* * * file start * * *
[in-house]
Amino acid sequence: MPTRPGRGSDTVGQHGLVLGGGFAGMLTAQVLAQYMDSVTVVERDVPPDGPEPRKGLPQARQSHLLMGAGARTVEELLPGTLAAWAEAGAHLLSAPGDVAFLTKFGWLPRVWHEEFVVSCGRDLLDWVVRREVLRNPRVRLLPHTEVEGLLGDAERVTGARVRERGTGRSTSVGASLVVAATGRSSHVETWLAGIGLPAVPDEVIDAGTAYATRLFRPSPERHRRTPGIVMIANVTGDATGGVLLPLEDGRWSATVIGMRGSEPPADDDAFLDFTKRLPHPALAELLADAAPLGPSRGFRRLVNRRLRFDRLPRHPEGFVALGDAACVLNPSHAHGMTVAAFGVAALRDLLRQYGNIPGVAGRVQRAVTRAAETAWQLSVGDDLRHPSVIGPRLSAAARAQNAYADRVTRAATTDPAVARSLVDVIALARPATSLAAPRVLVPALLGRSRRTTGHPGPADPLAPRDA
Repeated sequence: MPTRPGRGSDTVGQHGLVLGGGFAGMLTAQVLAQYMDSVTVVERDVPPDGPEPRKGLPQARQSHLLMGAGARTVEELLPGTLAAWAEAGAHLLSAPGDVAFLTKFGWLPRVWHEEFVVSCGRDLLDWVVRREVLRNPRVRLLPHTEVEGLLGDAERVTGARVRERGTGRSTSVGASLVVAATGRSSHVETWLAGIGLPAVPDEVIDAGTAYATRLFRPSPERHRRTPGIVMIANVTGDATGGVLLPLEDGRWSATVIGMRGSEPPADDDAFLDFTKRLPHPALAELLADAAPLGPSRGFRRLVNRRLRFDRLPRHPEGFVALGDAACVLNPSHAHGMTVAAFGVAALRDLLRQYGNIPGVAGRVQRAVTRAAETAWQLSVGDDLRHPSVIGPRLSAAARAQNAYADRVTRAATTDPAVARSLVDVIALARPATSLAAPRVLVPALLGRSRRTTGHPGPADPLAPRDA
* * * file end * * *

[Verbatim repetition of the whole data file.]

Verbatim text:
[in-house]
Amino acid sequence: MPTRPGRGSDTVGQHGLVLGGGFAGMLTAQVLAQYMDSVTVVERDVPPDGPEPRKGLPQARQSHLLMGAGARTVEELLPGTLAAWAEAGAHLLSAPGDVAFLTKFGWLPRVWHEEFVVSCGRDLLDWVVRREVLRNPRVRLLPHTEVEGLLGDAERVTGARVRERGTGRSTSVGASLVVAATGRSSHVETWLAGIGLPAVPDEVIDAGTAYATRLFRPSPERHRRTPGIVMIANVTGDATGGVLLPLEDGRWSATVIGMRGSEPPADDDAFLDFTKRLPHPALAELLADAAPLGPSRGFRRLVNRRLRFDRLPRHPEGFVALGDAACVLNPSHAHGMTVAAFGVAALRDLLRQYGNIPGVAGRVQRAVTRAAETAWQLSVGDDLRHPSVIGPRLSAAARAQNAYADRVTRAATTDPAVARSLVDVIALARPATSLAAPRVLVPALLGRSRRTTGHPGPADPLAPRDA
Repeated sequence: MPTRPGRGSDTVGQHGLVLGGGFAGMLTAQVLAQYMDSVTVVERDVPPDGPEPRKGLPQARQSHLLMGAGARTVEELLPGTLAAWAEAGAHLLSAPGDVAFLTKFGWLPRVWHEEFVVSCGRDLLDWVVRREVLRNPRVRLLPHTEVEGLLGDAERVTGARVRERGTGRSTSVGASLVVAATGRSSHVETWLAGIGLPAVPDEVIDAGTAYATRLFRPSPERHRRTPGIVMIANVTGDATGGVLLPLEDGRWSATVIGMRGSEPPADDDAFLDFTKRLPHPALAELLADAAPLGPSRGFRRLVNRRLRFDRLPRHPEGFVALGDAACVLNPSHAHGMTVAAFGVAALRDLLRQYGNIPGVAGRVQRAVTRAAETAWQLSVGDDLRHPSVIGPRLSAAARAQNAYADRVTRAATTDPAVARSLVDVIALARPATSLAAPRVLVPALLGRSRRTTGHPGPADPLAPRDA